In the foyer of M Gallery of Fine Art, an entire wall is dedicated to one of Jack Winslow’s large works. “By the Upper Brewster,” is h 72” x w 48”—capacious and magnificent—it begs the question: just how is a painting on such a grand scale accomplished? To answer that question, we will be taking a look at Jack’s process beginning with preparing the canvas.
At the Winslow Studio on any fine summer day you might see Jack outside prepping a large canvas. First he soaks the linen in water and stretches it on a large board. Afterwards he sands it to roughen the surface for better adhesion. He then he pounds down the knots or any large lumps in the weave.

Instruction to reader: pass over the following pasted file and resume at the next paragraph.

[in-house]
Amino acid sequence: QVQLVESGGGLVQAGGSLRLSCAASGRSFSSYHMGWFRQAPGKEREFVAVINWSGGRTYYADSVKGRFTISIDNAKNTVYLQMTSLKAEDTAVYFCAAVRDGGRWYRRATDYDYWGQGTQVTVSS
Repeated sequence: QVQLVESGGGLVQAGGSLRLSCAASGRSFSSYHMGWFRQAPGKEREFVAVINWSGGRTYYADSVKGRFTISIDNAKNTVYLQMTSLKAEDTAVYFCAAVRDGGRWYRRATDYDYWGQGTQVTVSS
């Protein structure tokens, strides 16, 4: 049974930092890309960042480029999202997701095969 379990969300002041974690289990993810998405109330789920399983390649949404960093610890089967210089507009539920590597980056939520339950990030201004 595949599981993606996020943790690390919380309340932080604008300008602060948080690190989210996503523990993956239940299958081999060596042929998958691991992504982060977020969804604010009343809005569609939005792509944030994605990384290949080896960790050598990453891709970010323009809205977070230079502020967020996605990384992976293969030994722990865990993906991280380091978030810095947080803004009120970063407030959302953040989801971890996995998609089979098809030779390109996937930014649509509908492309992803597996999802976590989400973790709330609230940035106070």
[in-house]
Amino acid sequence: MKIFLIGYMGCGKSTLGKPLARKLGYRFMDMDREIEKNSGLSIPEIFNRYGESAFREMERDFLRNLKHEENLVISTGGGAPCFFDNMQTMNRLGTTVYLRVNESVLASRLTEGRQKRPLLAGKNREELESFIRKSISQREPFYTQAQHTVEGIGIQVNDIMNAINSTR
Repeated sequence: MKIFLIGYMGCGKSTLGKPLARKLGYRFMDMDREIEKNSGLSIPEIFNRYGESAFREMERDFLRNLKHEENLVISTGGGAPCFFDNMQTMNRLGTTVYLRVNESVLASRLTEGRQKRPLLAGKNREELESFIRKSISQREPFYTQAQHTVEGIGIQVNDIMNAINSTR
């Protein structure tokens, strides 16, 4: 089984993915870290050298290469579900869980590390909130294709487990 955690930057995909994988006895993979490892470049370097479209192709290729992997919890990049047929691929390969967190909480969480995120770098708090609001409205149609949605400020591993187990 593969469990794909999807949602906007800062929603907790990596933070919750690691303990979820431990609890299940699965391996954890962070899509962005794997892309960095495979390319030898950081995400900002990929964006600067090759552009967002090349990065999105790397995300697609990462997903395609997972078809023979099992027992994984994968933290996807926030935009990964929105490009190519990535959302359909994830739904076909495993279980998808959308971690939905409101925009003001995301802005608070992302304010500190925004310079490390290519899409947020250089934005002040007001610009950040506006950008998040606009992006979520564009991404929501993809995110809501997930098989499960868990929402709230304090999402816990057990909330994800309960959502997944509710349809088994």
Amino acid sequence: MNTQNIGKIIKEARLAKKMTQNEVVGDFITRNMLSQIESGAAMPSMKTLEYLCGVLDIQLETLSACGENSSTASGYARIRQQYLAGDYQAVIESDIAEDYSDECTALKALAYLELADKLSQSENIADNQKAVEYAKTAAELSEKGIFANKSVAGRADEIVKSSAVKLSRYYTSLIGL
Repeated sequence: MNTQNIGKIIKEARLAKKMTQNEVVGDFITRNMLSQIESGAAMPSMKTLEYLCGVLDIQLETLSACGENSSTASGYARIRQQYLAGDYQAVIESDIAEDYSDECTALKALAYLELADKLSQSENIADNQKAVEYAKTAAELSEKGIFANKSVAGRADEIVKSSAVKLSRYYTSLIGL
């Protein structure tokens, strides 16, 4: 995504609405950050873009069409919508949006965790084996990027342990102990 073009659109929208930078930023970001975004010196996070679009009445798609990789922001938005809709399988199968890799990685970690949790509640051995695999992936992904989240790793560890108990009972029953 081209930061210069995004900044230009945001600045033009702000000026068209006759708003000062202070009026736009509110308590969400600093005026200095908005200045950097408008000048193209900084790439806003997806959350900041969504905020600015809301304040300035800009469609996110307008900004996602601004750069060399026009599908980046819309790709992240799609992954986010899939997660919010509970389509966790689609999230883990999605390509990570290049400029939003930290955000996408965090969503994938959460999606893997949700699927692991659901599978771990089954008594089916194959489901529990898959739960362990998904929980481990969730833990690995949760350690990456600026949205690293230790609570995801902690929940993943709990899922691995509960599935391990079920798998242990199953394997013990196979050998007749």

Jack uses two coats of rabbit skin glue as a size for the linen, then he applies one coat of white lead oil priming with a brush. The first photo shows Jack brushing the primer into the weave. After that, he applies another coat of white lead oil priming with a large spatula. You can see Jack using the spatula in the second photo. The last step in the process of prepping the canvas us the application of a color size on top as a tone.
Jack and Karen Winslow live and paint side-by-side in Cambridge, Vermont. They also run workshops out of the Winslow Studio twice a year.